Why do dogs suffer with separation anxiety?
Dogs are naturally pack animals and really don’t like it if any member of their pack leaves. Many people when leaving their dog, will do their best to ‘help’ the dog through this in a very human way, showering him with comfort and assurance ‘It’s ok’ I won’t be long’ etc and sadly this adds to, or can even be the cause of their dogs anxiety. Very often leaving the house will consist of the owner having to back out of a door, leaving no room for the dog to push through, no matter how hard they try, and some dogs will really try. This then forces the owner into pushing the dog back as he tries his best to squeeze himself through the gap. The owner then pushes the dog and slams the door behind them, breathing a sigh of relief, having got out, but with feelings of annoyance, or sadness. Often made worse when they hear their dog on the other side of the door barking, whimpering or howling, and often even bouncing off the door. This leaves both human and dog in a high state of anxiety. Dogs are natural followers so they will automatically assume that where you go they should follow and this is something we owners need to address. If, when at home your dog follows you from room to room or literally gets up to follow whenever you move, this is not a sign of how much ‘love’ your dog has for you. It is that your dog either lacks the confidence to be alone or he thinks that you need him to watch over and take care of you. As sweet as this may sound it only leads to your dog feeling anxious when you are out of sight, so imagine how he feels when you actually leave the den (home) on your own, unguarded and he has no idea where you’ve gone or how long for. If this behaviour isn’t addressed in the home, the dog will be almost guaranteed to suffer from some form of separation anxiety.
How to combat this behaviour
Firstly start to take notice of how your dog is behaving in the home, is he following you everywhere, is he stressed when you leave the room for a period of time, does he demand attention on your return. All of these things give us a clue as to what is going on for him and none of it is good for him. Unfortunately there is no quick solution for separation anxiety but it can be easily avoided. Firstly it is important to evaluate the relationship you have with your dog, and also his default excitement level, as both have a bearing on implementing the solution to this very common problem. A dog that doesn’t show you respect (doesn’t listen, won’t come when called, pushes your buttons etc.) is going to find it harder, but not impossible to work through this. If your dog is highly excited then these exercises will help him immeasurably, as it all starts with teaching your dog impulse control. We would strongly advise that before beginning this (or any) new regime or training that you start it when the dog has been drained of excess energy, like after his walk.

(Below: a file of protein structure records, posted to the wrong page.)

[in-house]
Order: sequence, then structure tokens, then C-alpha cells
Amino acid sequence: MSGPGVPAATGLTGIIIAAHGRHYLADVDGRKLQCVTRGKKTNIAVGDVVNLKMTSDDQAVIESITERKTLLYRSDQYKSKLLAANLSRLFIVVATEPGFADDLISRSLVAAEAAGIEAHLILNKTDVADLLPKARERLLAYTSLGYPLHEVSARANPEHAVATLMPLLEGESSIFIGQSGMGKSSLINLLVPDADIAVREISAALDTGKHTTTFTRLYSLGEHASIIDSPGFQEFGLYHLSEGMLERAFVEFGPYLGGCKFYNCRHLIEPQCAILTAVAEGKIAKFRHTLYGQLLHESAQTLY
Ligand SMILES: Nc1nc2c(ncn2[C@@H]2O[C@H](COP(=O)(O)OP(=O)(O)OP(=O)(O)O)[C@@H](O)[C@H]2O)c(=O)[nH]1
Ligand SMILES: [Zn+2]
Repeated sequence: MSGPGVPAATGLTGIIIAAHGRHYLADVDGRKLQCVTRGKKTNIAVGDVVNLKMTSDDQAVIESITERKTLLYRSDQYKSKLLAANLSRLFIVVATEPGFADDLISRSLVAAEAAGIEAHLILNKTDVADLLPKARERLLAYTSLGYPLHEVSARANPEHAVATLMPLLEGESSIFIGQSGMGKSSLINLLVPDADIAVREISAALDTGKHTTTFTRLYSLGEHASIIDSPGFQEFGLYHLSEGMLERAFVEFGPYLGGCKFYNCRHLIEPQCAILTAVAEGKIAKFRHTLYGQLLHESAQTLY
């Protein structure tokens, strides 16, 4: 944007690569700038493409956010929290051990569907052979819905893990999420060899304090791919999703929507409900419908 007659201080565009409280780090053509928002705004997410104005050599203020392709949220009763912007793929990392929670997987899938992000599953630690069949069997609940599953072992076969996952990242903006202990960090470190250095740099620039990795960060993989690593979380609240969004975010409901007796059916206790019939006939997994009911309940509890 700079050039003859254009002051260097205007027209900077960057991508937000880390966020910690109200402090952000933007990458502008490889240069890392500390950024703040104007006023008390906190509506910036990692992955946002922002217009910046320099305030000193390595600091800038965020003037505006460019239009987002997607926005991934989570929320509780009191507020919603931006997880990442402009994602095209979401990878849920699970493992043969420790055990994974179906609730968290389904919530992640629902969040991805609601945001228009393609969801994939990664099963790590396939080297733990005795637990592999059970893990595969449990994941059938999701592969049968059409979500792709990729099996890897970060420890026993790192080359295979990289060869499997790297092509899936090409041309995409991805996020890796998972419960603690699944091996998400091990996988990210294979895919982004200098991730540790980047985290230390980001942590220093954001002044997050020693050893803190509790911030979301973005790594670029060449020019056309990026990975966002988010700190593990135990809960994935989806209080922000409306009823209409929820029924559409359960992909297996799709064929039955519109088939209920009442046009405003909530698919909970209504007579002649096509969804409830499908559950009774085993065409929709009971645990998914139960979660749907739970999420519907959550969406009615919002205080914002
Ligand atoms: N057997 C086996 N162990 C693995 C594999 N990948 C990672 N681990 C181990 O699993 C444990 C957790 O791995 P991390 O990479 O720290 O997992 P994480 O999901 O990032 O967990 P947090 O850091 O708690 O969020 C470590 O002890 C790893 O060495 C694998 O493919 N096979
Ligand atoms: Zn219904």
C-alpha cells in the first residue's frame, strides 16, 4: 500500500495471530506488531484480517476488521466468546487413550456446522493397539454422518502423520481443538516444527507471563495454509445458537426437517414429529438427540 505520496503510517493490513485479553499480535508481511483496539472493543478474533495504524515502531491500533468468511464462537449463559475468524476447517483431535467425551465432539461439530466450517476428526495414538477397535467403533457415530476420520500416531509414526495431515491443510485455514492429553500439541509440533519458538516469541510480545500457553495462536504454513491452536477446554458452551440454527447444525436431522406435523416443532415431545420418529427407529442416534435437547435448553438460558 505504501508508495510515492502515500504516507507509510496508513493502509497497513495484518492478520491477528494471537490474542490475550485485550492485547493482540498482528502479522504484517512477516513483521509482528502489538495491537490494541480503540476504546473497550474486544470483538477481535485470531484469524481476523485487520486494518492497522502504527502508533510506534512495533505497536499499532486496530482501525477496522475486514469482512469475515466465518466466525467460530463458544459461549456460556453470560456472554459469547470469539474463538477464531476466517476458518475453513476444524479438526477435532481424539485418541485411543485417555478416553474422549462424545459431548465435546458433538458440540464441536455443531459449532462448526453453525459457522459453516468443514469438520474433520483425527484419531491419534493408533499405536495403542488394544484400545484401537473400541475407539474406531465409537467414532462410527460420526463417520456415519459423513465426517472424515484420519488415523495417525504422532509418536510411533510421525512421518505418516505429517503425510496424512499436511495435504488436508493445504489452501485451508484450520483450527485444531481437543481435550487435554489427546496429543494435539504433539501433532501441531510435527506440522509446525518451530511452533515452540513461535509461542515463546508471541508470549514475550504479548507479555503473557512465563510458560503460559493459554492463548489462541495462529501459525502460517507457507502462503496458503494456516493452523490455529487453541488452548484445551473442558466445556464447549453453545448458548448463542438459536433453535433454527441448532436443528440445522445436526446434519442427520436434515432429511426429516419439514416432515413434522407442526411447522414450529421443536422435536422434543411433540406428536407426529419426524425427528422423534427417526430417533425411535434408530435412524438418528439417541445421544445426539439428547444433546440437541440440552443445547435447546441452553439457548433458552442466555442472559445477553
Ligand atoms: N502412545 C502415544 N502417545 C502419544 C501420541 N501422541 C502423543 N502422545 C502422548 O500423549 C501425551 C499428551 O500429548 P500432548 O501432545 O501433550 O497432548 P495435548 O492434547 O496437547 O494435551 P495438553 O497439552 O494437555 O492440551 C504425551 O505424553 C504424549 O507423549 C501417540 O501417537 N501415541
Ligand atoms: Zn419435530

Very often a dog will start to show signs of anxiety, noticed or otherwise, as soon as he sees signs that you are about to leave the house, such as you putting on your coat, picking up keys, phone etc. It is important to notice what your dogs triggers are. Once you do, you can begin to break the association with these things by doing them at random times during the day but not actually going anywhere. Pick up your keys, put on your coat and then put them down, take your coat off and sit back down etc. Do this repeatedly and those things will lose their meaning to your dog.
Step one is to teach your dog to go to a place, such as his bed or a mat or wherever you are happy for him to lie down. To do this take, or send him to the chosen place and ask him to stay, if he gets up just repeat until he is staying when told to do so.
Step two is to gradually move away from him, aiming eventually to leave the room. If at the beginning he keeps getting up whenever you move, just take him back calmly and go through it again. Move away from him gradually until it is possible to leave the room, just for a few seconds at first. On returning do not interact with the dog, and after a couple of seconds go to him and tell him he’s a good dog calmly, and let him come off his spot. Repeat this until you can leave your dog in the place you have decided (his spot) while you go into another room, upstairs or wherever. It is important to not make a fuss of the dog on your return or he will be unable to fully relax, waiting anxiously for your return and the attention he will expect to receive. We are not saying that your dog has to stay on his spot every time you leave the room but he should stay when you tell him to. This exercise helps the dog to understand that you decide where he goes and when, it also helps him to understand that you don’t need his protection, and there is nothing to worry about when you go out of sight.
Step three is to take it outside. Put the dog on his spot and tell him to stay, go to the door to the outside, again if he gets up just lead him back calmly and repeat, do this as many times as you need to, but always calmly with no anxiety or anger. Once he has stayed on his spot, go through the door and return within 3 minutes or so, do this often and gradually increase the time you are outside. This lets your dog know that even though you are out of sight, he doesn’t need to worry about you and that you will return. On returning again keep it calm and when you’re ready, release him from his spot if he’s still there. Otherwise just greet him calmly with just a pat on the head and a ‘good dog’.